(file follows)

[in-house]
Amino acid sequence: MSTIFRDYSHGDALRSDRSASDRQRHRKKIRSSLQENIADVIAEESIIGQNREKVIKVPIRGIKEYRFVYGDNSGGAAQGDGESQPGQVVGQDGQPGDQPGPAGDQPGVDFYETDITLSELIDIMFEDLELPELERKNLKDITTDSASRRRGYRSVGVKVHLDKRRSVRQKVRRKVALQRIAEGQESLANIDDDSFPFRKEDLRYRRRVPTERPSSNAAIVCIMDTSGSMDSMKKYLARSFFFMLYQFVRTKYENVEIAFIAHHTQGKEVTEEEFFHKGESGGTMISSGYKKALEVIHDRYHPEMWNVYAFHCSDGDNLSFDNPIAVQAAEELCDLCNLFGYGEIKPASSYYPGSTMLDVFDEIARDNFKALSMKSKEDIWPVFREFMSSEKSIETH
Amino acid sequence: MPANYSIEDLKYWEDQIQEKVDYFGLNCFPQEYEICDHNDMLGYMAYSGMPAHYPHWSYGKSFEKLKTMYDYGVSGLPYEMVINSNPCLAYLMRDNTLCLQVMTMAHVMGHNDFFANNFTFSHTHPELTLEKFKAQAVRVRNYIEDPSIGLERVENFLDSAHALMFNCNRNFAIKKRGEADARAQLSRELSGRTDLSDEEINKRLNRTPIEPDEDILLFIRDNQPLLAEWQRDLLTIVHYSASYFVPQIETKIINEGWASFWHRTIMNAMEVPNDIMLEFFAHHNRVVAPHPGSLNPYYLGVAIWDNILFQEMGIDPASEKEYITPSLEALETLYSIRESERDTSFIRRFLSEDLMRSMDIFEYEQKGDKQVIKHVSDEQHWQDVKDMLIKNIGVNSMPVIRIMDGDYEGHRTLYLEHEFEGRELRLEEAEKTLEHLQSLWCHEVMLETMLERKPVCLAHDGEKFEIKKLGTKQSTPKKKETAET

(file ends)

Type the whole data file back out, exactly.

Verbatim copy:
[in-house]
Amino acid sequence: MSTIFRDYSHGDALRSDRSASDRQRHRKKIRSSLQENIADVIAEESIIGQNREKVIKVPIRGIKEYRFVYGDNSGGAAQGDGESQPGQVVGQDGQPGDQPGPAGDQPGVDFYETDITLSELIDIMFEDLELPELERKNLKDITTDSASRRRGYRSVGVKVHLDKRRSVRQKVRRKVALQRIAEGQESLANIDDDSFPFRKEDLRYRRRVPTERPSSNAAIVCIMDTSGSMDSMKKYLARSFFFMLYQFVRTKYENVEIAFIAHHTQGKEVTEEEFFHKGESGGTMISSGYKKALEVIHDRYHPEMWNVYAFHCSDGDNLSFDNPIAVQAAEELCDLCNLFGYGEIKPASSYYPGSTMLDVFDEIARDNFKALSMKSKEDIWPVFREFMSSEKSIETH
Amino acid sequence: MPANYSIEDLKYWEDQIQEKVDYFGLNCFPQEYEICDHNDMLGYMAYSGMPAHYPHWSYGKSFEKLKTMYDYGVSGLPYEMVINSNPCLAYLMRDNTLCLQVMTMAHVMGHNDFFANNFTFSHTHPELTLEKFKAQAVRVRNYIEDPSIGLERVENFLDSAHALMFNCNRNFAIKKRGEADARAQLSRELSGRTDLSDEEINKRLNRTPIEPDEDILLFIRDNQPLLAEWQRDLLTIVHYSASYFVPQIETKIINEGWASFWHRTIMNAMEVPNDIMLEFFAHHNRVVAPHPGSLNPYYLGVAIWDNILFQEMGIDPASEKEYITPSLEALETLYSIRESERDTSFIRRFLSEDLMRSMDIFEYEQKGDKQVIKHVSDEQHWQDVKDMLIKNIGVNSMPVIRIMDGDYEGHRTLYLEHEFEGRELRLEEAEKTLEHLQSLWCHEVMLETMLERKPVCLAHDGEKFEIKKLGTKQSTPKKKETAET